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The Tufts Daily
Where you read it first | Tuesday, November 28, 2023

Julieta Grané


A Super Bowl commercial’s window to medical privilege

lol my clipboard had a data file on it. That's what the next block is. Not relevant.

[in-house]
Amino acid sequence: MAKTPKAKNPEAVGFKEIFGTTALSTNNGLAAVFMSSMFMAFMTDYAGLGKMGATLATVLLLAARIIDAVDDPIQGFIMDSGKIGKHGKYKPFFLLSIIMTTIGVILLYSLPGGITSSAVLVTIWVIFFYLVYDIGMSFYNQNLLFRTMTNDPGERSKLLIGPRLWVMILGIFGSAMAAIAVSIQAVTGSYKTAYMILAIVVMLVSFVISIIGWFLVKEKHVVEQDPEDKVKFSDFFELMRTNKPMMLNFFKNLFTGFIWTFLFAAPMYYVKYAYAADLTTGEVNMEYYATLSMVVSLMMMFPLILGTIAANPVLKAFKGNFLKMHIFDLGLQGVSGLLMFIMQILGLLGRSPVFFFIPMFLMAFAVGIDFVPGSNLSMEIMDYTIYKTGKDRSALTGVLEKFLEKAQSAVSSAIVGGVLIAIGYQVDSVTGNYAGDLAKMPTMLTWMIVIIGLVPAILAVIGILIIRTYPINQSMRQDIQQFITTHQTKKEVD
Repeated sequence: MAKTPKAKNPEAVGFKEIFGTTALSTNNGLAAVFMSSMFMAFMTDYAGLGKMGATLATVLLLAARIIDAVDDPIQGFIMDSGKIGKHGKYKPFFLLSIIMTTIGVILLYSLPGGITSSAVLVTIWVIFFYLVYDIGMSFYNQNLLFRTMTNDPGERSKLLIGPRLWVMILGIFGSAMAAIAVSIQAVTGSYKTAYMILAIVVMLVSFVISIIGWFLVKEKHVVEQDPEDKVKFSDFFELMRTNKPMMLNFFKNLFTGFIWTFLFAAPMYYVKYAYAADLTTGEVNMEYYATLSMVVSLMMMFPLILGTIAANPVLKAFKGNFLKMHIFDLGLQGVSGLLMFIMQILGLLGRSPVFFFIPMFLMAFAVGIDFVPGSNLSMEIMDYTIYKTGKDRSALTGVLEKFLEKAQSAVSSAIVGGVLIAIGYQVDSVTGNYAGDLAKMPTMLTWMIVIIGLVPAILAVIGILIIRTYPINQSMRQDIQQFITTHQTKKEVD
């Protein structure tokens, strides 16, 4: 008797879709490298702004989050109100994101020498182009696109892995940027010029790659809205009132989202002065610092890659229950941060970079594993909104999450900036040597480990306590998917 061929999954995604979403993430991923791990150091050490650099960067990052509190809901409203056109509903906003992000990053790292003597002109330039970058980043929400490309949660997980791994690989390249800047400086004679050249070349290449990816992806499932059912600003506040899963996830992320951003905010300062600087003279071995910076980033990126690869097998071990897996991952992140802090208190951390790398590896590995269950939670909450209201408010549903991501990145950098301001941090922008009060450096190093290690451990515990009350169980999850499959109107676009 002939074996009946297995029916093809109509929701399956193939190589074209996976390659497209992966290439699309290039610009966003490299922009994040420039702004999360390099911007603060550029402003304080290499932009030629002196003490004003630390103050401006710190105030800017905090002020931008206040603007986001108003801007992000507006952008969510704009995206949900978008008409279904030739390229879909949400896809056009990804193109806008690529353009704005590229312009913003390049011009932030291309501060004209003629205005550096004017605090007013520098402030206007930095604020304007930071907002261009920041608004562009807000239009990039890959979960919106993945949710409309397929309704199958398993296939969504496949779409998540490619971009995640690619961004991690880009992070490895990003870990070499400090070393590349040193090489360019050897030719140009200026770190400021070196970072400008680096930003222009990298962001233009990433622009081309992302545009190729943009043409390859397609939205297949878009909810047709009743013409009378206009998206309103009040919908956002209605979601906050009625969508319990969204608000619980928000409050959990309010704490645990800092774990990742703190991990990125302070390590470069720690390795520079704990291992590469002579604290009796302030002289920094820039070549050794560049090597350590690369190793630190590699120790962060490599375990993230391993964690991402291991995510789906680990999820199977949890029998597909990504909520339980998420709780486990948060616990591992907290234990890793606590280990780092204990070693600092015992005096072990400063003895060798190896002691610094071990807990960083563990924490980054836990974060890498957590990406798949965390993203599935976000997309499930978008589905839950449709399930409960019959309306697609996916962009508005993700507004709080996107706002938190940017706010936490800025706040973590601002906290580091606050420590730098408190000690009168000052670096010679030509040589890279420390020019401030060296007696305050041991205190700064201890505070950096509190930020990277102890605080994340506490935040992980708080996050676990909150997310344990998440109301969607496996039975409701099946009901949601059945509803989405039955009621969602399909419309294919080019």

Super Bowl LVII prompted a wide range of emotions. Rihanna’s spectacular halftime show sparked joy and amazement, from her fantastic backup dancers to her low-key pregnancy announcement. The Chiefs’ turn-around victory in the fourth quarter enthused some and crushed others. For me, one of the Super Bowl commercials caused confusion. From headlines like “Diabetes Patients at Risk From Rising Insulin Prices,” I have learned about crises the diabetic community face. Access to insulin is scarce, expensive and often not adequately covered by insurance. Stories of people rationing their insulin have often ended in grave illness and even death. Yet a Dexcom commercial featuring Nick Jonas highlighted a wildly different diabetic reality. By promoting technology that makes life simple for those living with the condition while neglecting to acknowledge the grim reality of so many with limited insulin access, the ad was an affront to marginalized communities and a gross display of medical privilege.

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